Emeryville and Oakland, Calif.
A National Day of Solidarity with Black Women and Girls, including Black transwomen, who were victimized or murdered by the police or other state-sanctioned violence, was commemorated with two actions in the Bay Area on May 21.
A late afternoon rally was held outside the Emeryville Home Depot in Emeryville, near San Francisco, to draw attention to the murder of Yuvette Henderson, who was killed Feb. 3 by local police for allegedly “shoplifting.” Henderson, an Oakland mother of four and a grandmother, was assaulted by a Home Depot security guard and later killed by the Emeryville police. The rally was organized by the Anti-Police Terror Project.
Protesters held a speak-out highlighting the cases of many Black women and girls who have been killed by the police. Speakers included Cat Brooks, of the Onyx Organizing Committee and APTP; Cadine Williams, the sister of O’Shaine Evans, who was killed by San Francisco police in 2014; and La Mesha Irizarry, director of the Idriss Stelley Foundation, named after her son who was killed by the police. All the speakers agreed that “Home Depot is guilty of murder.”
Following the rally, people began leafleting and talking to shoppers about Henderson and other Black women who have been victims of state violence. Within 10 minutes, Home Depot closed its doors, only opening to allow the last group of shoppers to exit. To date, Home Depot refuses to release any security footage about the shooting.
‘Breaking the silence’
Later that night, a large crowd gathered at Oscar Grant Plaza in downtown Oakland to attend a rally organized by the Black Youth Project as part of the national day of actions.
“We are here mourning the lives of all Black women and girls who were victims of state violence,” said Alicia Bell, one of the BYP organizers, in her opening remarks at the rally. “Black women and girls, Black transwomen have all faced police repression. It’s time to break the silence.”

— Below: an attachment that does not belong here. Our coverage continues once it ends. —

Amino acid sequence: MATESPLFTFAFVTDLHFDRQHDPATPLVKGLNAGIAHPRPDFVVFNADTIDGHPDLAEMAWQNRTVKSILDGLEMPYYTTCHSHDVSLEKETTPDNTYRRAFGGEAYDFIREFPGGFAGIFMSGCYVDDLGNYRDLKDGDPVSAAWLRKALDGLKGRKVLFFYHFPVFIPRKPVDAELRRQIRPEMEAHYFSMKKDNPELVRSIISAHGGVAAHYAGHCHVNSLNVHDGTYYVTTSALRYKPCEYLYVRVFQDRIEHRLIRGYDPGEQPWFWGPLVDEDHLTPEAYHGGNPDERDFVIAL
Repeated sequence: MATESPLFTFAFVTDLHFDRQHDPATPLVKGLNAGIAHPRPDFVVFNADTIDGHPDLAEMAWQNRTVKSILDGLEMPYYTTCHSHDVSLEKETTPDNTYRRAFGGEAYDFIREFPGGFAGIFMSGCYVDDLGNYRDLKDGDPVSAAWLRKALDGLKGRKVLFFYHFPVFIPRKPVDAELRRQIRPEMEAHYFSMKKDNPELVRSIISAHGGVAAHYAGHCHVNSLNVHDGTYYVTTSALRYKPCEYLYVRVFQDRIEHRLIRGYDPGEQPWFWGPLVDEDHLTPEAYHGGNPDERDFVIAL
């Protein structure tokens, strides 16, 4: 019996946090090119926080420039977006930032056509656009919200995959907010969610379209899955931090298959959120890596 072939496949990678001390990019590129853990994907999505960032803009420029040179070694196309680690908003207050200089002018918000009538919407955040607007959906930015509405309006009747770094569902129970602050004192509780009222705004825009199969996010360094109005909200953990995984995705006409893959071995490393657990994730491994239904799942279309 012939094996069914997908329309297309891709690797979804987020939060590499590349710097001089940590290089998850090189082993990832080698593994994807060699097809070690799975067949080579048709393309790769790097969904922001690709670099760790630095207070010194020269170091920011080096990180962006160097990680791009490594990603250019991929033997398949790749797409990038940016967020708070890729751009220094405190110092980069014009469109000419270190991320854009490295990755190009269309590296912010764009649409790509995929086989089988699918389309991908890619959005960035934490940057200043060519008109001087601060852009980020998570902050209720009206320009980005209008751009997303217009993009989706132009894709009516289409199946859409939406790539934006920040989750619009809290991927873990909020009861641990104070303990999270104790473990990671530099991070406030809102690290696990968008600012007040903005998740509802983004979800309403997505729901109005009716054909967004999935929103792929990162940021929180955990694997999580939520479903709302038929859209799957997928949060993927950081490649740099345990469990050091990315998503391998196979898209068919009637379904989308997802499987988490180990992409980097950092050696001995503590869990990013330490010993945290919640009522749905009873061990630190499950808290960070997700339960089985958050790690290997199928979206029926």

The young BYP organizers unfurled a big scroll with the names of Black women and children who have been killed by the police. The names of these victims of state violence rang out over the plaza — “Kayla Moore, Yuvette Henderson, Brandy Martell, Aiyana Jones, Renisha McBride, Eleanor Bumpers,” just to mention a few.
The May 21 protest also highlighted violence faced by Black transwomen. Janetta Johnson, program director of the Transgender Interfaith Justice Project, spoke in opposition to a new jail being built in San Francisco. “Transgender women are being incarcerated at a very high rate,” she stated.
Following the rally, the women of the BYP led a march down Broadway to the Oakland Police Department headquarters. Evening marches are very common in Oakland. However, for this rally, the police instituted the mayor’s new tactic — blocking demonstrators from marching in the streets after dark, allowing them only on sidewalks. Police immediately got on their loudspeaker and declared the march an unlawful assembly in violation of the city code. The marchers at first ignored police warnings, which were continuous and very loud.
However, when the marchers got within two blocks of the OPD, a line of over 100 police stopped the demonstration. People were told they would be arrested if they continued marching in the street. The organizers decided to continue their march on the sidewalk.
At a rally in front of the OPD, Cat Brooks of APTP called on the crowd to challenge the new police tactics of imposing an evening demonstration curfew. “Oakland’s new mayor, Libby Schaaf, has implemented a new protest ordinance,” Brooks said. “We have a lot of organizing to do this summer.”
Brooks and others called the ordinance a racist action, pointing out that it was first imposed when Black women and Black children organized a march.
Since the National Day of Solidarity with Black Women’s Lives Matter, initiated by #SayHerName, nightly marches have been held in Oakland to defy the evening ban on demonstrations.